As luck would have it, Blogger (who hosts this blog), has RSS feeds for both posts and comments. The blog as a whole has an RSS feed which consists of a bunch of the most recent blog posts. Each post has a feed containing all the comments associated with that post. So if, for example, you want to follow the riveting discussion Lucas and I are having about Sola scriptura, you can easily do so by adding the comments feed for that post to the list of feeds your aggregator keeps track of. Then whenever someone posts a comment on that post, it'll show up in your aggregator.

Which aggregator should you use? That's up to you. Until last week I used Bloglines, now I use Google Reader. Both are good, but I personally like Google Reader more. The UI feels a bit better and it does a better job keeping track of what posts you've read than Bloglines does. Both Bloglines and Google reader have instructions on how to use them, and these instructions will be better than anything I can write here. If you use Firefox or IE 7 (or Opera, but I don't know anyone who uses it), they have aggregators built in. You can view this blog's main feed by clicking on the Site Feed link in the sidebar. You can view the comment feeds for each post by clicking on the post's title and clicking on the Comment Feed link in the sidebar once the page has loaded. Feel free to appreciate that little goddamn RSS icon (RSS icon) next to the link, as it took several hours to get the color to match that of the sidebar links. The lengths I go to for you people; I do it because I care and because the default orange icon would have looked like shit when put against the rest of the site's color scheme.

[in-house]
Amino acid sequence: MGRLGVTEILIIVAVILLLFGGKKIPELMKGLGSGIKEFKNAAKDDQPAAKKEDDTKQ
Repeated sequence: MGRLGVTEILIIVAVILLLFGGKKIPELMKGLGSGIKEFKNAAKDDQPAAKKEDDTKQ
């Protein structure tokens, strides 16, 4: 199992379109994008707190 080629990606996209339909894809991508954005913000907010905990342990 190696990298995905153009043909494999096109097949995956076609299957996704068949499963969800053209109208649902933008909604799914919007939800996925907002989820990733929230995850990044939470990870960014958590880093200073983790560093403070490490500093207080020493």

If you read a lot of web pages regularly, I urge you to try reading some of them using an aggregator. I doubt you'll go back.


Blogger Arthaey Angosii said...

Aaron wrote: Until last week I used Bloglines, now I use Google Reader. Both are good, but I personally like Google Reader more. The UI feels a bit better and it does a better job keeping track of what posts you've read than Bloglines does.

Bloglines just launched Bloglines Beta, which is an AJAXy site redesign. Finally, their interface isn't ugly. :P I've tried Google Reader a couple times, but I've always switched back to Bloglines. What do you mean about Google Reader doing a better job of tracking read posts?

8/27/2007 10:47 AM  
Blogger Aaron *@ said...

Google Reader (and apparently the Bloglines beta) mark posts as read as you scroll down to them. Bloglines always marked an entire feed as read once you clicked on it, which was annoying when I'd read half a feed at home and want to read the rest at work (only while my code's compiling of course).

Having just tried Bloglines beta, I've gotta say it's a lot better. They've borrowed a lot from Google Reader (or if there was some other site Google Reader borrowed from, they both have borrowed heavily from it).

Bloglines still lacks a "read all new items in all feeds" button (or I can't find it). That feature in Google Reader has grown on me to the point that it's the only way I read feeds nowadays.

I may try switching between the two; see which one comes out on top.

8/27/2007 8:27 PM